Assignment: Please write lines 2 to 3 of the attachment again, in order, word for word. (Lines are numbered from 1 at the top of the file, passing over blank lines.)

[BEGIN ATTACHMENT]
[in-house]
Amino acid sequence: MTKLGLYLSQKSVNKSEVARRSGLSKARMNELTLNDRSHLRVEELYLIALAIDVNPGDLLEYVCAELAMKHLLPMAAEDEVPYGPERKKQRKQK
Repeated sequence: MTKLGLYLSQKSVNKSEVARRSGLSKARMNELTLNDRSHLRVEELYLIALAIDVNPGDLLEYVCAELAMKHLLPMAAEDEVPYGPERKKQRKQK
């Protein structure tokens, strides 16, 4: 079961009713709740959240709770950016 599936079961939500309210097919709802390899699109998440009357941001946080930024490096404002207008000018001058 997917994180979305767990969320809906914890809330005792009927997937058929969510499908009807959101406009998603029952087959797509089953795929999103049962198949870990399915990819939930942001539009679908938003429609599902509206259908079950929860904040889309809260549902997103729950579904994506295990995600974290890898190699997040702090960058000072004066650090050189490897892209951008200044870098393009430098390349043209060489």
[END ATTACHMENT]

Amino acid sequence: MTKLGLYLSQKSVNKSEVARRSGLSKARMNELTLNDRSHLRVEELYLIALAIDVNPGDLLEYVCAELAMKHLLPMAAEDEVPYGPERKKQRKQK
Repeated sequence: MTKLGLYLSQKSVNKSEVARRSGLSKARMNELTLNDRSHLRVEELYLIALAIDVNPGDLLEYVCAELAMKHLLPMAAEDEVPYGPERKKQRKQK